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December 13, 1930


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From the Otho S. A. Sprague Memorial Institute Laboratory of the Children's Memorial Hospital.

JAMA. 1930;95(24):1828-1829. doi:10.1001/jama.1930.02720240038011

In an attempt to determine whether a bacteremia can be demonstrated as an occasional or a frequent accompaniment of an acute or a subacute infection of the upper respiratory tract, series of blood cultures were taken at various times in children at the Children's Memorial Hospital, Chicago. In connection with these blood cultures, additional cultures were taken of the throat, nose and some of the complications, when present.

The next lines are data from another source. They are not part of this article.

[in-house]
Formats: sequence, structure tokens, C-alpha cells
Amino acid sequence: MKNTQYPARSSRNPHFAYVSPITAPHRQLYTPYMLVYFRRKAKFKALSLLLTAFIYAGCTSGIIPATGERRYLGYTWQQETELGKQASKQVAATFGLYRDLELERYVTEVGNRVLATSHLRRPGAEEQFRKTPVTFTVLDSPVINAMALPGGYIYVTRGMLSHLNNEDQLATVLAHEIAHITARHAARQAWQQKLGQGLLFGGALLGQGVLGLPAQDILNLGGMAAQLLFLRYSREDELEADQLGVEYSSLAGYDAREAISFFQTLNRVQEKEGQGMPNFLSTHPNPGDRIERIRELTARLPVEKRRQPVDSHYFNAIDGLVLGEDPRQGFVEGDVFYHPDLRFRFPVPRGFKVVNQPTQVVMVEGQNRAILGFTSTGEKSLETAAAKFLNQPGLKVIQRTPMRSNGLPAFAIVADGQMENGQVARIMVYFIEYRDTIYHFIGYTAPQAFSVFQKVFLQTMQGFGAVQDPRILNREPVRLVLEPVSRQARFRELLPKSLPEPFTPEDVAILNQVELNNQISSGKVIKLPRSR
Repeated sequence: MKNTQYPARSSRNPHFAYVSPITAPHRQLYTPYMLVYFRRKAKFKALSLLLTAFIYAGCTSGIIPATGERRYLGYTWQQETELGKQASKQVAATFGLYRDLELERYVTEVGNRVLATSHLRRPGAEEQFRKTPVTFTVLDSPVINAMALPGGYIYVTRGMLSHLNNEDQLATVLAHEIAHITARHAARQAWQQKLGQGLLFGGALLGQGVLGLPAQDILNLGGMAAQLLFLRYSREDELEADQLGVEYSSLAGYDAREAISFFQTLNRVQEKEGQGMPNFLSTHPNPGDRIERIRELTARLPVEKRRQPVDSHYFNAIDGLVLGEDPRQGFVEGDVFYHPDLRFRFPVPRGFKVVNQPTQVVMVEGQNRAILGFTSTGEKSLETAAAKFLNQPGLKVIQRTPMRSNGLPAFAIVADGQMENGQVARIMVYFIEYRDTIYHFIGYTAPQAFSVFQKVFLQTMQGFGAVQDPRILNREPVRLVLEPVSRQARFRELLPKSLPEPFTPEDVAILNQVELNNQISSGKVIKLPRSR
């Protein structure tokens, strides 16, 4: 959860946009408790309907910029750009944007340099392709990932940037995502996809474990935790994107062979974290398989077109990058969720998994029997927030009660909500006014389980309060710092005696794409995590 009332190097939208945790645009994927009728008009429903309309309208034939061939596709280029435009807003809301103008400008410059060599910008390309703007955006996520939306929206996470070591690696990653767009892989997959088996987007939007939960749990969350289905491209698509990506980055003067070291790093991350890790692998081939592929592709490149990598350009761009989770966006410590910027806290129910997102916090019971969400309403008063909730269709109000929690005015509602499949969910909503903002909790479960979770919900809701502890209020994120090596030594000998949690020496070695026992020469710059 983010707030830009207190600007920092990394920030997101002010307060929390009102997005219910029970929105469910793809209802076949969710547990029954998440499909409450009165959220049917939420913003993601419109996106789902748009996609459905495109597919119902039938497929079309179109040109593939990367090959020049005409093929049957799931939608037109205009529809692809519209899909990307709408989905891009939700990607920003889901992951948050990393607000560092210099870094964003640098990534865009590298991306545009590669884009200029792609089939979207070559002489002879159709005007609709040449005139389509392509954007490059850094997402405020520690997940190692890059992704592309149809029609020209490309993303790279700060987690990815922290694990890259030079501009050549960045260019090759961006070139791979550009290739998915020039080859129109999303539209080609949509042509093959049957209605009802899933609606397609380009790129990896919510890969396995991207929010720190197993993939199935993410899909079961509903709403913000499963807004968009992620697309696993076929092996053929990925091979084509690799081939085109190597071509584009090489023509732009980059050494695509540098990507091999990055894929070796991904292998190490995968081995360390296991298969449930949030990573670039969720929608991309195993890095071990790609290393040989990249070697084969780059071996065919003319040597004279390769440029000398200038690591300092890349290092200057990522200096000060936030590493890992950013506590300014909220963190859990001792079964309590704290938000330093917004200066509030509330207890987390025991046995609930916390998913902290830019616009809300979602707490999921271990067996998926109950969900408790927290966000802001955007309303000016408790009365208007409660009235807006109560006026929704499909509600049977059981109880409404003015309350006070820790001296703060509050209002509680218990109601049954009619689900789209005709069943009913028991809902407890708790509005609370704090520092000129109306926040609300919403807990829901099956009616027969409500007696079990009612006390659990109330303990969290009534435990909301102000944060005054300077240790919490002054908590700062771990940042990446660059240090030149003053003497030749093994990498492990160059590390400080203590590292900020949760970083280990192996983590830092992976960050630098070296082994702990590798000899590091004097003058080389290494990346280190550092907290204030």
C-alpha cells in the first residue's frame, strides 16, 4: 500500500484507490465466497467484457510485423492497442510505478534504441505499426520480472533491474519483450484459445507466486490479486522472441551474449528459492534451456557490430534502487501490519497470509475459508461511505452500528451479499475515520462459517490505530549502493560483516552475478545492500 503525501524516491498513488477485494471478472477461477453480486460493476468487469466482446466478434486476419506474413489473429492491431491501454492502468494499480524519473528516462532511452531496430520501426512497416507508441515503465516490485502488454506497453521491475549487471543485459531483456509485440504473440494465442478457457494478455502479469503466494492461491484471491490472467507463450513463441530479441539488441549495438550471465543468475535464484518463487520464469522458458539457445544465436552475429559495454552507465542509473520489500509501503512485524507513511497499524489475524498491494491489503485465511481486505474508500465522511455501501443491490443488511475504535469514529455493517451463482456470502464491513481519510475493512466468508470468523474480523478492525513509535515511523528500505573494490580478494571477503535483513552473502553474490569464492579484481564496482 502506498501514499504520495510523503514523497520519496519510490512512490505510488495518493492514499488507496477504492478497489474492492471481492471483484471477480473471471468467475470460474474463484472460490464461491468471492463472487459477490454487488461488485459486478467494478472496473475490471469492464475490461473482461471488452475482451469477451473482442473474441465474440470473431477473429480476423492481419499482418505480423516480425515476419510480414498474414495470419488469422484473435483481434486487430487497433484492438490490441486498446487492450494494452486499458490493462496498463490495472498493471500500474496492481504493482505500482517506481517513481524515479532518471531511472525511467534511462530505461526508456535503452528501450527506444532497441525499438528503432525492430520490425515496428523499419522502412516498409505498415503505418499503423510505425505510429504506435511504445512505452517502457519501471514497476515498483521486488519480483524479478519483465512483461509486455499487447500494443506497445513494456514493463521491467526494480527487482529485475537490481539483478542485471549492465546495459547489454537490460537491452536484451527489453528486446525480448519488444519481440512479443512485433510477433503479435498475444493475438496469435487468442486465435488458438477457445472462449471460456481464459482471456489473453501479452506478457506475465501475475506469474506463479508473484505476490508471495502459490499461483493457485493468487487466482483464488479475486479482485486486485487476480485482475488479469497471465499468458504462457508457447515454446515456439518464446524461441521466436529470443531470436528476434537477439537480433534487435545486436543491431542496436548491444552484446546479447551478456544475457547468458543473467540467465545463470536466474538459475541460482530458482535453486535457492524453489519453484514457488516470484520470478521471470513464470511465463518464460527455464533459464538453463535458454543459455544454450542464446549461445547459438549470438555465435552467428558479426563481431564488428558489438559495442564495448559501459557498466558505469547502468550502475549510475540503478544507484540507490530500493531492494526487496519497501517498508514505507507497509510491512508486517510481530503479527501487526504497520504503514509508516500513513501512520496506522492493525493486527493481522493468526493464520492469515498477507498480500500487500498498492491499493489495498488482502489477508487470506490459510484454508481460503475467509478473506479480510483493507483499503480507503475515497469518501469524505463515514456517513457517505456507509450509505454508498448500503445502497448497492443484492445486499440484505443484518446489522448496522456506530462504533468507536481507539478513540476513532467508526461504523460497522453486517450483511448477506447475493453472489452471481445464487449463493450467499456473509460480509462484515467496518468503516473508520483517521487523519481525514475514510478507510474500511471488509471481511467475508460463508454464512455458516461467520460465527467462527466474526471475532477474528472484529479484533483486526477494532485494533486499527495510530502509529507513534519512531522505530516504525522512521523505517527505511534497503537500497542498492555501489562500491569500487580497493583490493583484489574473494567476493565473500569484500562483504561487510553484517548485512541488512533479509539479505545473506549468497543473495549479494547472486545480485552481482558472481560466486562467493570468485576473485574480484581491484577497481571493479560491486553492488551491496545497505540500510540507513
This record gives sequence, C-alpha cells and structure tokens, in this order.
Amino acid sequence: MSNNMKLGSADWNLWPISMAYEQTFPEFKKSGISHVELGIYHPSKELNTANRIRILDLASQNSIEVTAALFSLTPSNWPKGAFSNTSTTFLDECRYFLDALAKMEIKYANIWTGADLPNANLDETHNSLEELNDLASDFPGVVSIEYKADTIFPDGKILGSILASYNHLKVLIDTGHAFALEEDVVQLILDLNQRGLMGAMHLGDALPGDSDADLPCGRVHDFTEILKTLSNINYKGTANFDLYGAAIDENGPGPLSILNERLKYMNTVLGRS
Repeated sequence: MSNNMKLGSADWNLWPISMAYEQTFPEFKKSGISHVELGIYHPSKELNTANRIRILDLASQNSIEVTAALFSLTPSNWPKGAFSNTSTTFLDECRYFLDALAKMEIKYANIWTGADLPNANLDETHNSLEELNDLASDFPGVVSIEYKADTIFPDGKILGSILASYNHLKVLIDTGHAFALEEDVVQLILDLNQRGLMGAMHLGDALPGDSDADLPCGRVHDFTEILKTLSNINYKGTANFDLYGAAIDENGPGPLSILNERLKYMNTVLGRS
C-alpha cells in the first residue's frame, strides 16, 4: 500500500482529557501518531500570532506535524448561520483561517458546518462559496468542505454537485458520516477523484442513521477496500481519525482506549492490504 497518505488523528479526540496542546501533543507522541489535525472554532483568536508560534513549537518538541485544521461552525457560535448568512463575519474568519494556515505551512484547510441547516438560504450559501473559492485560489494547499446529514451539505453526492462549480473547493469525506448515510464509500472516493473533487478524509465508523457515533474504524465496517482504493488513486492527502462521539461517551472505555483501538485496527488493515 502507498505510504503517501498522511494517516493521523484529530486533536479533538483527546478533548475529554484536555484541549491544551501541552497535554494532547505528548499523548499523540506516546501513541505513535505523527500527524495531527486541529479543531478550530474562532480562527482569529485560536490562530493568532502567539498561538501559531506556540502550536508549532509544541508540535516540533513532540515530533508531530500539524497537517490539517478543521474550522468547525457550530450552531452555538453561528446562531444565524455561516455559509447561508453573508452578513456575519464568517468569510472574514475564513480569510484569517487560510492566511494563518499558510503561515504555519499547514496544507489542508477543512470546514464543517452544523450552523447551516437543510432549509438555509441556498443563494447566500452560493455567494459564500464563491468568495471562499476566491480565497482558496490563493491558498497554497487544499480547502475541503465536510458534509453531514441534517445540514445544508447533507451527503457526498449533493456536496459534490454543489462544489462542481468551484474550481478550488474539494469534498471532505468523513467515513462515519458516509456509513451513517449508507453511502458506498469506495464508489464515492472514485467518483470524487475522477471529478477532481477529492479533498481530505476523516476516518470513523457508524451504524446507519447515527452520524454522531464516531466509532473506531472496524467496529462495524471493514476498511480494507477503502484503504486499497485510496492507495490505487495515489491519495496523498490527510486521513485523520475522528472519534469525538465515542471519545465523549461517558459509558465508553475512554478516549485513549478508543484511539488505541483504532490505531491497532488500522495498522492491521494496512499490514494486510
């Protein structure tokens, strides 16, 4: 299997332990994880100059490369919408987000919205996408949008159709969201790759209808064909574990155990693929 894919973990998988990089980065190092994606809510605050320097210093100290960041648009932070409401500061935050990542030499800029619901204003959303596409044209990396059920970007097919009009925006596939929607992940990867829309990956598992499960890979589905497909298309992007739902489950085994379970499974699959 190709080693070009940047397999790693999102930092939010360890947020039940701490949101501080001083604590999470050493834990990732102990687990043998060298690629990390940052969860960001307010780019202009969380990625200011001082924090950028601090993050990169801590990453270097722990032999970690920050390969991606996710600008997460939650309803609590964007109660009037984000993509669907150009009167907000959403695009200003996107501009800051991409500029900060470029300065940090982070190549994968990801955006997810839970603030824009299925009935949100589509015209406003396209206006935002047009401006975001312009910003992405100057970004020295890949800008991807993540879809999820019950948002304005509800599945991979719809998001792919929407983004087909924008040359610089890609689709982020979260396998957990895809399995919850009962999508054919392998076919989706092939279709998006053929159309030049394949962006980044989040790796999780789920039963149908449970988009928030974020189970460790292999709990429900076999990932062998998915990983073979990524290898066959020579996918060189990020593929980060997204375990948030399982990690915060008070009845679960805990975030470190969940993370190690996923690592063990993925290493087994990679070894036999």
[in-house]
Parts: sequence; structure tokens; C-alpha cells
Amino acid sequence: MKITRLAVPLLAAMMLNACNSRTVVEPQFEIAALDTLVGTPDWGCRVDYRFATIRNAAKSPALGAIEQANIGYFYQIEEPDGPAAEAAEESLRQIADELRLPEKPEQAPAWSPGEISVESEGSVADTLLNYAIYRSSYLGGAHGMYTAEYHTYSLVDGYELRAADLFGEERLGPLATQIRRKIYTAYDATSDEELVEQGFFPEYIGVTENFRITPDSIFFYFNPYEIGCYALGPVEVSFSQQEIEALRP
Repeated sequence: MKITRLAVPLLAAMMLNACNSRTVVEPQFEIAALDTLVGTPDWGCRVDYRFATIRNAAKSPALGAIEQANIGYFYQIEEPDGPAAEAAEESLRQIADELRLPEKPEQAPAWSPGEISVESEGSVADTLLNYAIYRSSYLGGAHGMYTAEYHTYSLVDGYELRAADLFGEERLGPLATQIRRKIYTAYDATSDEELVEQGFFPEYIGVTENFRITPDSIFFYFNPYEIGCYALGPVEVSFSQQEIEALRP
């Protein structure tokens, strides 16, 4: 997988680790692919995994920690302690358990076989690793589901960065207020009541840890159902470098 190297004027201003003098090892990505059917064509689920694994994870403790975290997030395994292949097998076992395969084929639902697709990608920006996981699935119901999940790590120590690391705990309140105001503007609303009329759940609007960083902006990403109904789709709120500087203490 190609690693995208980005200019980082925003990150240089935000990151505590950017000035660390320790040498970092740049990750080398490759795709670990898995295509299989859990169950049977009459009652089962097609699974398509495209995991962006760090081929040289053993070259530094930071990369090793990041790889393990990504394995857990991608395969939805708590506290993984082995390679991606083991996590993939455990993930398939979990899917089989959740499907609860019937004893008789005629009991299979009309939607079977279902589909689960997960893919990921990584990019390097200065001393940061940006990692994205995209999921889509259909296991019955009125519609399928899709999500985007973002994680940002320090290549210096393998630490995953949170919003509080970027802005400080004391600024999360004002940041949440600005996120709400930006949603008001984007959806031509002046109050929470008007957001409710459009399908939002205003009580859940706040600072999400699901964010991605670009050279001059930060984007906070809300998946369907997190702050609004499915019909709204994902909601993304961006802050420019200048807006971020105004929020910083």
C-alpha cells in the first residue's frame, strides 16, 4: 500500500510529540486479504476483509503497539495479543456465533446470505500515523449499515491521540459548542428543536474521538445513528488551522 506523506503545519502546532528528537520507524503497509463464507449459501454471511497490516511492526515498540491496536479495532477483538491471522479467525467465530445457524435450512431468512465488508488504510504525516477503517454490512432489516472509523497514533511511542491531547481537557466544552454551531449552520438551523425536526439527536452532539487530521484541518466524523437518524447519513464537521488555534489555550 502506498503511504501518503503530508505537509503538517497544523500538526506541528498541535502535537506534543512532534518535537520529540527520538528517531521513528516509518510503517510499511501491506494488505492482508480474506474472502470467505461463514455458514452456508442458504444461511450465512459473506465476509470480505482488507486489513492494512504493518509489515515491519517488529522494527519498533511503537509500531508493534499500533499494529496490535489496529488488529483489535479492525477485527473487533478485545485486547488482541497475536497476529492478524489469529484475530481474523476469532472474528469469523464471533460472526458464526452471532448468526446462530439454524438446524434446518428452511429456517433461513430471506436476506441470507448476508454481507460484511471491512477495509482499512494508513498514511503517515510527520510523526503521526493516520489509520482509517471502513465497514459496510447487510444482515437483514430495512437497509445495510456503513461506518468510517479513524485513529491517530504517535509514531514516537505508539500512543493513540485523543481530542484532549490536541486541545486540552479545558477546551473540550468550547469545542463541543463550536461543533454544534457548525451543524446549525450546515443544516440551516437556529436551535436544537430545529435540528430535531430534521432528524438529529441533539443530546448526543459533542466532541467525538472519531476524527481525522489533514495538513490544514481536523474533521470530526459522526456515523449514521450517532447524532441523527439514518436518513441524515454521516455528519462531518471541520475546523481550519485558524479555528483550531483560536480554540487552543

We were unfortunate in not finding many cases of the typical type of throat infections in the very early stage that we desired, that is, while the throat and nose were acutely inflamed with a temperature of 102 F. or over and before any complications such as mastoiditis, pneumonia or appendicitis had occurred. However, we found a great number of subacute throat infections in some of which secondary manifestations had occurred with the apparent etiologic factor in the throat infection. It is

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